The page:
Screen On Screen
It’s not often that a disembodied voice becomes the crux of a non-fiction film, but Listen To Me Marlon is no ordinary documentary. The film is a surreal, intimate look at the iconic performer, with stories told through the use of interview clips, vintage footage and, most tellingly, a series of tapes that Brando made for himself as a kind of hypnotic therapy. These mesmerizing meanderings are at times banal and self-serving, at others raw and informing, balancing the same contradictions that shaped a man dubbed by many the actor of his generation.
From the pointilized laser-scan recreation of his taking form, the film takes us on a journey through Brando’s life. Far from a conventional biography, we’re given brief glimpses into both his roles and his personal triumphs and tragedies. His close connection to Polynesia, his complicated relationship with his own success, and especially the tumultuous events that surrounded his children are treated with both sensitivity and originality. The film is most effective when it gets behind the fodder for tabloids, delving into the raw emotions of the events.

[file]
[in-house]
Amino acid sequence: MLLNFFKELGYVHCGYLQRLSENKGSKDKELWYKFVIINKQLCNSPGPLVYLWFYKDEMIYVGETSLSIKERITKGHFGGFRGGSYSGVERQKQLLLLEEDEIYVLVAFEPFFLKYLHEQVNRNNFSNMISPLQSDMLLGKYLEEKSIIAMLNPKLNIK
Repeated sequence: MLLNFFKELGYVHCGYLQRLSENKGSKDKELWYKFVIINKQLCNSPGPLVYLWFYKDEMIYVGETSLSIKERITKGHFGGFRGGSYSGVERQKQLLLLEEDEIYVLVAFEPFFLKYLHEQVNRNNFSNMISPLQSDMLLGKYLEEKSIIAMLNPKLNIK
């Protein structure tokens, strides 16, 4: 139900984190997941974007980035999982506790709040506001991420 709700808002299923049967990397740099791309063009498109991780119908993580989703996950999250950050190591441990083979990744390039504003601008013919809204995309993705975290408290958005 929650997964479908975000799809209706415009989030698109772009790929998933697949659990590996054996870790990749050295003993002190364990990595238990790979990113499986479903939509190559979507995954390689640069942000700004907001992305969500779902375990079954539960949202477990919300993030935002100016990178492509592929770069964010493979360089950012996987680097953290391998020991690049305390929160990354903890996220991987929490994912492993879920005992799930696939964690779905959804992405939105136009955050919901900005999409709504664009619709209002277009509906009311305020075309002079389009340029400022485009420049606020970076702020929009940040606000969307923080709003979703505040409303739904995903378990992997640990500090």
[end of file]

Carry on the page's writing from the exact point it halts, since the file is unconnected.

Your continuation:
Director/Writer/Editor Stephen Riley does a remarkable job at keeping the disparate pieces feeling as a whole, with single phrases sometimes sourced from disparate interviews, coalescing into single trains of thought. Listen to Me Marlon is both an introduction to the legend as well as a fitting tribute to an actor that gave such joy to generations of filmgoers.